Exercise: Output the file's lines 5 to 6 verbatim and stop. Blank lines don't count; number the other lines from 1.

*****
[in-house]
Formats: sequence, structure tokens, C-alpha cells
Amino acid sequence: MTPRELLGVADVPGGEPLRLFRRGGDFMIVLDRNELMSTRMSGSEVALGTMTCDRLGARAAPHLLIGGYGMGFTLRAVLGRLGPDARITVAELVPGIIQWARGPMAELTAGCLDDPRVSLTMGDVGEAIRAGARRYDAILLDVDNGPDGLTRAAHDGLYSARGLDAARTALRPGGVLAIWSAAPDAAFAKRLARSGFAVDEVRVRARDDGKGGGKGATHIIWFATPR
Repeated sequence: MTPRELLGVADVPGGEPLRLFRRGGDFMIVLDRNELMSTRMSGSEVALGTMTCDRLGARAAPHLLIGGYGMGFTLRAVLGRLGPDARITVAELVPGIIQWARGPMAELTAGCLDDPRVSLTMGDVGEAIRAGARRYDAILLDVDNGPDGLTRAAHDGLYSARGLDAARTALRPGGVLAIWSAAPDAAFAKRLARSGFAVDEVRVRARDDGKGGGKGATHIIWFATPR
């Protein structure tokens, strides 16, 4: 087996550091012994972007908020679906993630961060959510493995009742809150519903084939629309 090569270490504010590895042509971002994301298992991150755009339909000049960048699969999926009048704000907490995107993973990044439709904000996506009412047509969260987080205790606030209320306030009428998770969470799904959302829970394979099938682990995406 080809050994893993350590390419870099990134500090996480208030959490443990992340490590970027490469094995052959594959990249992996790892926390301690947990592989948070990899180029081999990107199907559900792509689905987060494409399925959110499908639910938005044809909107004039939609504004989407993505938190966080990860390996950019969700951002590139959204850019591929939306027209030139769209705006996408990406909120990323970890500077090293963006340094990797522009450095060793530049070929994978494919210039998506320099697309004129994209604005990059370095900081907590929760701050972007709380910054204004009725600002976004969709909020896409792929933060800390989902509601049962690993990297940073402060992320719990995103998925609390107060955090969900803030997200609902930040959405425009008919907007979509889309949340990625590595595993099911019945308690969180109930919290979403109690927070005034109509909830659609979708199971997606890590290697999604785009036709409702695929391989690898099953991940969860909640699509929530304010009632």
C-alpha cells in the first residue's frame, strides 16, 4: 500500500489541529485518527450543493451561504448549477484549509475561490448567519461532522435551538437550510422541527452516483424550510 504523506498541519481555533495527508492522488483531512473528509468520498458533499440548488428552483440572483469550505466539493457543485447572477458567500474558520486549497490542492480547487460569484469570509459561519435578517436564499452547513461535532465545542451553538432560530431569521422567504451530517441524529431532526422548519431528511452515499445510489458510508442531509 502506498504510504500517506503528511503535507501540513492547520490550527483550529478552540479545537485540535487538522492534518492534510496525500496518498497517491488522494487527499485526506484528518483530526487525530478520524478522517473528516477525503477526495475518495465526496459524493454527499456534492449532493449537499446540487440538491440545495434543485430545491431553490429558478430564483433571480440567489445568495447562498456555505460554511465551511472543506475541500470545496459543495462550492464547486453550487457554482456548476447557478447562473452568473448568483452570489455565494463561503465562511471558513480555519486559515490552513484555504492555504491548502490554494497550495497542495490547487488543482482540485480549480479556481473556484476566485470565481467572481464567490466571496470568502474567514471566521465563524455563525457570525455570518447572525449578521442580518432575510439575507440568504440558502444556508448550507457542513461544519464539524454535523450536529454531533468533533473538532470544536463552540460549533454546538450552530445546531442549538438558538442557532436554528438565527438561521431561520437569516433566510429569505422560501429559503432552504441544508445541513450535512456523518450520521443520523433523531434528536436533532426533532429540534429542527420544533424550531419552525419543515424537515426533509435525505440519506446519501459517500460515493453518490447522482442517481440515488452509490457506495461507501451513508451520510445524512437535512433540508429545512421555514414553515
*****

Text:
């Protein structure tokens, strides 16, 4: 087996550091012994972007908020679906993630961060959510493995009742809150519903084939629309 090569270490504010590895042509971002994301298992991150755009339909000049960048699969999926009048704000907490995107993973990044439709904000996506009412047509969260987080205790606030209320306030009428998770969470799904959302829970394979099938682990995406 080809050994893993350590390419870099990134500090996480208030959490443990992340490590970027490469094995052959594959990249992996790892926390301690947990592989948070990899180029081999990107199907559900792509689905987060494409399925959110499908639910938005044809909107004039939609504004989407993505938190966080990860390996950019969700951002590139959204850019591929939306027209030139769209705006996408990406909120990323970890500077090293963006340094990797522009450095060793530049070929994978494919210039998506320099697309004129994209604005990059370095900081907590929760701050972007709380910054204004009725600002976004969709909020896409792929933060800390989902509601049962690993990297940073402060992320719990995103998925609390107060955090969900803030997200609902930040959405425009008919907007979509889309949340990625590595595993099911019945308690969180109930919290979403109690927070005034109509909830659609979708199971997606890590290697999604785009036709409702695929391989690898099953991940969860909640699509929530304010009632």
C-alpha cells in the first residue's frame, strides 16, 4: 500500500489541529485518527450543493451561504448549477484549509475561490448567519461532522435551538437550510422541527452516483424550510 504523506498541519481555533495527508492522488483531512473528509468520498458533499440548488428552483440572483469550505466539493457543485447572477458567500474558520486549497490542492480547487460569484469570509459561519435578517436564499452547513461535532465545542451553538432560530431569521422567504451530517441524529431532526422548519431528511452515499445510489458510508442531509 502506498504510504500517506503528511503535507501540513492547520490550527483550529478552540479545537485540535487538522492534518492534510496525500496518498497517491488522494487527499485526506484528518483530526487525530478520524478522517473528516477525503477526495475518495465526496459524493454527499456534492449532493449537499446540487440538491440545495434543485430545491431553490429558478430564483433571480440567489445568495447562498456555505460554511465551511472543506475541500470545496459543495462550492464547486453550487457554482456548476447557478447562473452568473448568483452570489455565494463561503465562511471558513480555519486559515490552513484555504492555504491548502490554494497550495497542495490547487488543482482540485480549480479556481473556484476566485470565481467572481464567490466571496470568502474567514471566521465563524455563525457570525455570518447572525449578521442580518432575510439575507440568504440558502444556508448550507457542513461544519464539524454535523450536529454531533468533533473538532470544536463552540460549533454546538450552530445546531442549538438558538442557532436554528438565527438561521431561520437569516433566510429569505422560501429559503432552504441544508445541513450535512456523518450520521443520523433523531434528536436533532426533532429540534429542527420544533424550531419552525419543515424537515426533509435525505440519506446519501459517500460515493453518490447522482442517481440515488452509490457506495461507501451513508451520510445524512437535512433540508429545512421555514414553515